The first is where the item is stored. The second does the calculation to be mapped to the pay button and the third is the payment record. The last is a copy of the payment record to create the relation between the payment and the user.

If we could have quantity calculate and also the ability to relate payments to users, this could be avoided.

Just wanted to give you my feedback for when you work on the solution.

This is so complicated… changing quantity should be one of the easiest things.
Are there any good examples in a template or something that can be shared? I’ve read through this three times and can’t replicate it.

I can get to the point where you can add a quantity through a number entry, but then it keeps that value. So if two users are doing it at the same time, they mess each other up.

How do you get the buy button to look at different tabs? I only see that you can point it at one tab, and so all of the calculations along with product data, descriptions, etc are in one place. Is that right?


Yes, it’s not easy. So here is what I did:

Tab 1: product, price, info etc.

Tab 2: quantity, product info from tab 1 and the calculated totals

Tab 3: review order, basically bringing over “text” values from tab 1 and 2. This is so the pay button can work and where your pay button lives.

Tab 4 is the payment

Tab 5 is the a copy of the payment (optional)

The pay button only lives on the review order tab because by then all the values are in text format and can actually be mapped to the pay button.

I cannot share the exact build because it’s for a client but I can help you build yours out. I know it’s hard to follow and I am not explaining it that well.

Yeah, this is nuts! But thanks for your help!!!

So I guess I’m not following where a user puts in that they want 2 items.
Currently, the “landing” page is the product page. And that seems like the Buy button is only able to use that page.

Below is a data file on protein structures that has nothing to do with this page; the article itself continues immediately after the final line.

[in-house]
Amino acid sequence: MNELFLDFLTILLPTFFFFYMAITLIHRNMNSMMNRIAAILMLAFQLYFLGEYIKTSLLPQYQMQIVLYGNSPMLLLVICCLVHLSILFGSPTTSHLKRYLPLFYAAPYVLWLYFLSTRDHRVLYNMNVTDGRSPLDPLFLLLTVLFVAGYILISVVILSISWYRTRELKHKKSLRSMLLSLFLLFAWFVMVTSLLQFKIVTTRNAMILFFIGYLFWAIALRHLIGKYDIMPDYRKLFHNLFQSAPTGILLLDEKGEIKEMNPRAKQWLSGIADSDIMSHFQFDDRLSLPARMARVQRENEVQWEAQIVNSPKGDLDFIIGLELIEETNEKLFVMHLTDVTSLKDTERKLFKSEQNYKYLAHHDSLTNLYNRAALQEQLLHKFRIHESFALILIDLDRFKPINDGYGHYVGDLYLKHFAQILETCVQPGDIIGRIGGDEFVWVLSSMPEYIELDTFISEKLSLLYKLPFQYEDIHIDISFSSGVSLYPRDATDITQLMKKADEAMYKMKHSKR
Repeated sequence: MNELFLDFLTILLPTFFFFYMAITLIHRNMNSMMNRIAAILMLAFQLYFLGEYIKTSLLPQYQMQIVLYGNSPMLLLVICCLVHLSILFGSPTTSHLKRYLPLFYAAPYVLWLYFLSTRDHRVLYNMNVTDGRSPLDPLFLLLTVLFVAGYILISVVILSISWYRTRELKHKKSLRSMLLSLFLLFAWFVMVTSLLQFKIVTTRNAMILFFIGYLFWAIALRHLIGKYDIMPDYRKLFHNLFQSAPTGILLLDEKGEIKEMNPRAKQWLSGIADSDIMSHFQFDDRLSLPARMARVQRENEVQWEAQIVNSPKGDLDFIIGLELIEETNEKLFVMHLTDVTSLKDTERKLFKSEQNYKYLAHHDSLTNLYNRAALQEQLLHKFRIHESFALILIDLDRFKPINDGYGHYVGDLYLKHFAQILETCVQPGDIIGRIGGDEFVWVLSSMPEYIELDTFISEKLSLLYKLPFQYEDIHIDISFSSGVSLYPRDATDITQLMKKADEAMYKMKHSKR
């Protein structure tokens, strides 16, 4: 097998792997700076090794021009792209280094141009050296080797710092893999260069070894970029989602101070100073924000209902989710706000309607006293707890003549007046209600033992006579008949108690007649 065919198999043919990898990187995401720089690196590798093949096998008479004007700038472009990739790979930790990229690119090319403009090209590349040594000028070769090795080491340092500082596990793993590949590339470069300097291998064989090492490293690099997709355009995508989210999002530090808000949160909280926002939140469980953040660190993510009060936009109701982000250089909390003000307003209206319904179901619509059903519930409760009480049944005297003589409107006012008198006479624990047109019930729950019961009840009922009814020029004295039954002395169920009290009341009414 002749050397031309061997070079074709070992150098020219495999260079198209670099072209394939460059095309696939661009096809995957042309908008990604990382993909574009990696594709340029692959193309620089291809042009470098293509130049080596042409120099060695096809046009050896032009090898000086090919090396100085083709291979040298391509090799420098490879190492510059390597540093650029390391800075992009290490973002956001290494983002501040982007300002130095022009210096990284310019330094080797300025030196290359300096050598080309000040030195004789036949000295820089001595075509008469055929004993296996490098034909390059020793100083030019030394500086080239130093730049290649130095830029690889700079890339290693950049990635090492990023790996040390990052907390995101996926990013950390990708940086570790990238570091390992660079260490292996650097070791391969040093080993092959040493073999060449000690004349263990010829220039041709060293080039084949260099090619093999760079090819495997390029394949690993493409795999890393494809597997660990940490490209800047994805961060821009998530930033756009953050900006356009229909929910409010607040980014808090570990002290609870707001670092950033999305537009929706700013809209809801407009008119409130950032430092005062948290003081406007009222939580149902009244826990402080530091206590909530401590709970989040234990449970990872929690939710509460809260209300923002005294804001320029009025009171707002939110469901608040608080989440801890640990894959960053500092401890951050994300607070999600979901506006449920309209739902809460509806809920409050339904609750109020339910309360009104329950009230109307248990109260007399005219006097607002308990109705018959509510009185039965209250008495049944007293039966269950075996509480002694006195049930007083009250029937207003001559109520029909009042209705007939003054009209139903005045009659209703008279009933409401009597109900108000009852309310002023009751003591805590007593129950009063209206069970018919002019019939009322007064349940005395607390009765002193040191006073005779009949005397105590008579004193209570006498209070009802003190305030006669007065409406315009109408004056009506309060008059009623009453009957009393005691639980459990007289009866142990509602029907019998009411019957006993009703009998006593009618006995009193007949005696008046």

Would you be able to copy (with dummy data) a google sheet and share it?

Okay so on your landing page the “buy” button is actually a form button connected to the second tab. I would call this button like “add to cart” This tab brings over your product info but allows the user to put in the quantity.

Then your second tab, let’s call it the cart. This creates a whole new record that lives in your tab 2. From here the user will see the product with the total price. So you need another button that says like “check out”. From here it is taking your values from your product page, your totaled price and creating a third record. Because this is the form that brings over all your values as text.

Once that last checkout is complete, this is where you can finally place your buy button mapped to the “text” total.

The whole thing is smoke and mirrors. The challenge is making this process feel seem less and fluid for the end user. But in the backend it’s actually a hot mess with tons of work arounds.

I was able to do it in a way that felt natural so though I am mentioning all these tabs, from the user perspective they are oblivious to it.

Ok, I think we’re getting closer!

So the first screen, they enter a quantity, and that carries over to the second. But, if another user is on that first screen, they can overwrite that first quantity.

What am I missing?!

That won’t happen within a form, but if you are using entry components on a details style view, then you can create User Specific columns, which will hold unique values for each user.

How do you do something like this within a form then?